Of all of the beautiful shots in all of the nominated films in this category, There Will Be Blood was absolutely saturated with them. It's difficult to tear your eyes away from the characters whenever they're staring each other down, but there are certain moments when the world of the film just screams with poetic juxtaposition. The most striking of these occurs when Eli Sunday marches towards Daniel Plainview, determined to get an answer about a previously made promise. He strides past a pool of oil glistening on the scorched California earth, and the clear expanse of blue sky dotted with unassuming clouds is perfectly, crisply reflected in the black gold. Stunning.
Best Music (Score) - Dario Marianelli, Atonement
Marianelli is officially the only Joe Wright return collaborator that I am impressed with. Though I enjoyed Atonement greatly, it wasn't that swell of an adaptation, and Keira Knightley was only slightly less obnoxious than she was in Pride & Prejudice. [Though I must say, she perfectly fits McEwan's physical description of Cecilia.] The film's score is one of the most enrapturing elements of the beautiful story, tying together a wonderfully WWII appropriate piano theme with recurring intrusions of typewriter sound. Without the score, this film would have been something entirely different. Take that, Dogme 95!
Best Music (Song) - Glen Hansard and Marketa Irglova, "Falling Slowly," Once
John Stewart, who did a much better job hosting this year than he did a couple of years ago, totally won my "favorite Oscar host ever" award when he (or whichever of the show's producers, whatevs) let Marketa go back onstage to give a speech after she was cut off the first time around. Once and its beautiful music affected me so strongly, I don't really know how to quantify my pleasure at the fact that it got some critical recognition during awards season. Please, please, for the love of art, see Once. Oh, and Amy Adams is a darling, and I hope that she gets cast in the first run of the inevitable Broadway adaptation of Enchanted, which would do very well on stage.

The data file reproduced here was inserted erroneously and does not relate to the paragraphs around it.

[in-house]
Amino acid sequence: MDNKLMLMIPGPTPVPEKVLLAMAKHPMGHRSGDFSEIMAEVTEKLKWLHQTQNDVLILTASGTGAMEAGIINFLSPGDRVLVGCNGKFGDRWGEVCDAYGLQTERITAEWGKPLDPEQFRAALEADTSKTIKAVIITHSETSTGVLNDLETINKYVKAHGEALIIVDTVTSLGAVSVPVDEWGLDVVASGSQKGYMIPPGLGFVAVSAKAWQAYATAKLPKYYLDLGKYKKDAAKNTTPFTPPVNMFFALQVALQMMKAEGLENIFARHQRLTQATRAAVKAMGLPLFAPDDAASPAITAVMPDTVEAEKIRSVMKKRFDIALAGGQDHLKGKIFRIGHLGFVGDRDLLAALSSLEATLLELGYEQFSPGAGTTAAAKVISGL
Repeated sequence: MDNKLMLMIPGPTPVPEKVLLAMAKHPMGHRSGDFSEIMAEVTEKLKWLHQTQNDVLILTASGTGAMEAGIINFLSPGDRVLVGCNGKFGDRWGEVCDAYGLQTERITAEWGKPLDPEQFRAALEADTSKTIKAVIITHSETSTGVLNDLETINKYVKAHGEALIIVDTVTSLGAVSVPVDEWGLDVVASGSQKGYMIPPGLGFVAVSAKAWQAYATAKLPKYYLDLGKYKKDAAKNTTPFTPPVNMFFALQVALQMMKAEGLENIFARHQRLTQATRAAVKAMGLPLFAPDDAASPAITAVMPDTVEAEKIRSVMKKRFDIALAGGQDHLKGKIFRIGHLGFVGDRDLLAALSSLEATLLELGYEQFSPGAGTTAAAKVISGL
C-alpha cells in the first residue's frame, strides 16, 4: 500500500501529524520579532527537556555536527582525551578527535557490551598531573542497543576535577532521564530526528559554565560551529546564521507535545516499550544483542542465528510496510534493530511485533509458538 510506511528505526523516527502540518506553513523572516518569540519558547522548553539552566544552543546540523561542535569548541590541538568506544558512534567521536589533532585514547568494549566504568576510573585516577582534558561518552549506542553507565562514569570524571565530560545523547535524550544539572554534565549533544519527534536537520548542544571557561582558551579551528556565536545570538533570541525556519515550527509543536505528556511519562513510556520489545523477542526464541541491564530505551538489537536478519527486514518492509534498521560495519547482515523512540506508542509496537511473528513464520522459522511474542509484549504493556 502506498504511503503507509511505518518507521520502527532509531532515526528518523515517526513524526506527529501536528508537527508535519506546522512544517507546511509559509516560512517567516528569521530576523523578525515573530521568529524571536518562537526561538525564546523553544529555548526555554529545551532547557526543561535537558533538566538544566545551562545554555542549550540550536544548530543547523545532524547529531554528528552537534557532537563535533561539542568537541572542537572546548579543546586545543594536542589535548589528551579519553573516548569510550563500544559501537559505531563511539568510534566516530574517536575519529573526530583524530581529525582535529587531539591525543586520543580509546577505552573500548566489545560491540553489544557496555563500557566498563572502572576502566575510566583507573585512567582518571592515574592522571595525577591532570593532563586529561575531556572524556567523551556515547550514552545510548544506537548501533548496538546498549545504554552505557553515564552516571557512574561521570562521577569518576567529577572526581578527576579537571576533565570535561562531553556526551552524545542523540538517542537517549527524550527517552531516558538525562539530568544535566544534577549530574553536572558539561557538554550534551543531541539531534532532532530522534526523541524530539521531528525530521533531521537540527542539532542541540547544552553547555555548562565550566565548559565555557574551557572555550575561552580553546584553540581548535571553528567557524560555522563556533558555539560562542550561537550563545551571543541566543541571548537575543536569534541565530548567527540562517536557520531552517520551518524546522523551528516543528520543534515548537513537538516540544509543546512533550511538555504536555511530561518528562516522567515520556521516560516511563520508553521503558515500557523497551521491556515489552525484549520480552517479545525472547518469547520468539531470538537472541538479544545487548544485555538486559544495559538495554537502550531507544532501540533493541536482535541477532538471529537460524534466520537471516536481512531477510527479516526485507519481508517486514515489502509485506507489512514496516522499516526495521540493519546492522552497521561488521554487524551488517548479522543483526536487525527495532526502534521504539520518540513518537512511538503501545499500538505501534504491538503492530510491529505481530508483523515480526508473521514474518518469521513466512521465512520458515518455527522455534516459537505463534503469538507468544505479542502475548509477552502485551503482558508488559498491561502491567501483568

So, I can't really say much about the other "big" categories...editing/mixing? Well, I saw some of the dailies from the Bourne Ultimatum, and it was so shaky that I can't imagine I'd be able to sit through the entire thing without a little dizziness. Ratatouille as best animated feature? Couldn't watch it, as I dealt with a horrifying rodent problem last year when I moved into a new apartment, and I don't think I will be seeing it anytime soon. I will be seeing Persepolis this weekend though, after I finish reading Marjane Satrapi's graphic novel. I thought it had a shot of winning as it wasn't eligible for Best Foreign Language feature, but apparently Ratatouille was the fan favorite of the year. I didn't see any of the shorts or the foreign language nominees, I'm afraid, so all I can say there is that The Counterfeiter looks pretty fantastic.
Again, sorry for being so lax with posting these past few months. I'm trying to up my media intake, so hopefully I'll be able to vent my musings with some frequency in the future. That's all, folks!